Security researchers have discovered security shortcomings in the WPA2 protocol that threaten the security of wireless networks, even if they are running up-to-date security software.
The hack involves generating arbitrary broadcast packets from a spoofed node that trick legitimate nodes in a targeted network into responding with queries that give away information about their secret keys. The traffic does not, of course, give away the private key directly, but it does provide enough clues for this information to be extracted by subsequent cryptanalysis and high-end number crunching.
The attack was discovered by wireless security experts at AirTight Networks, who found it was possible to spoof the MAC address of a kosher access point by adding just 10 lines of code to the open source Madwifi driver and running this software on a standard PC, H Security reports. However, for the attack to succeed, hackers already need to be internal, authorised users of targeted networks.
WPA2 (Wi-Fi Protected Access 2) is the strongest security algorithm for wireless network currently available. It's already widely used in enterprises and increasingly popular in Wi-Fi hotspots. WPA2 is the successor to the earlier WPA standard, which itself followed WEP (Wired Equivalent Privacy), an amateurish first stab at wireless security that was riddled with serious security holes and easy to break right from the start.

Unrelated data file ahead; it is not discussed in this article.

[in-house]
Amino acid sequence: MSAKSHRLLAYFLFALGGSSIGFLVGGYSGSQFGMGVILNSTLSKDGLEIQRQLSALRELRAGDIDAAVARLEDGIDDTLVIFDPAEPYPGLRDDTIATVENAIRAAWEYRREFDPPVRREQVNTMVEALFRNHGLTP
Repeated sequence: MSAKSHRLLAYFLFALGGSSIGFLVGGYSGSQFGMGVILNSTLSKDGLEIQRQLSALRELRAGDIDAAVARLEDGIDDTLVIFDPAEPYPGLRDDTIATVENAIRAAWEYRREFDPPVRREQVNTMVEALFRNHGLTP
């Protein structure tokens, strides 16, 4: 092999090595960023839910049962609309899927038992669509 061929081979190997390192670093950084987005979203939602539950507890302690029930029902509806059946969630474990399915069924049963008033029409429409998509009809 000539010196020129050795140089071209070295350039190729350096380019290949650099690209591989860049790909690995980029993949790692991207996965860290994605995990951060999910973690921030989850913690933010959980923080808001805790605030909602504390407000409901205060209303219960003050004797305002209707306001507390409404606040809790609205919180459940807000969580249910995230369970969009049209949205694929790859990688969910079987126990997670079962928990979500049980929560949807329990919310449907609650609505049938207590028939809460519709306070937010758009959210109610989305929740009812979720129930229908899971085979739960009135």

The comparatively minor security shortcomings of WPA2 – which are more at interested to cryptographic security researchers than would-be wireless hackers – stem from security holes in IEEE 802.11 standard rather than implementation bugs. Although not suitable for external hackers the security flaw does present plenty of scope for mischief, according to a pre-talk advisory from AirTight, chiefly as a potential way to spy on supposedly encrypted traffic or to plant malware.
Exploiting the vulnerability, an insider can bypass WPA2 private key encryption and authentication to sniff and decrypt data from other authorized users as well as scan their Wi-Fi devices for vulnerabilities, install malware and possibly compromise those Wi-Fi devices.
Sohail Ahmad, senior wireless security researcher for AirTight Networks, is due to demo his findings at the Black Hat and later DEFCON18 conferences in Las Vegas this week. ®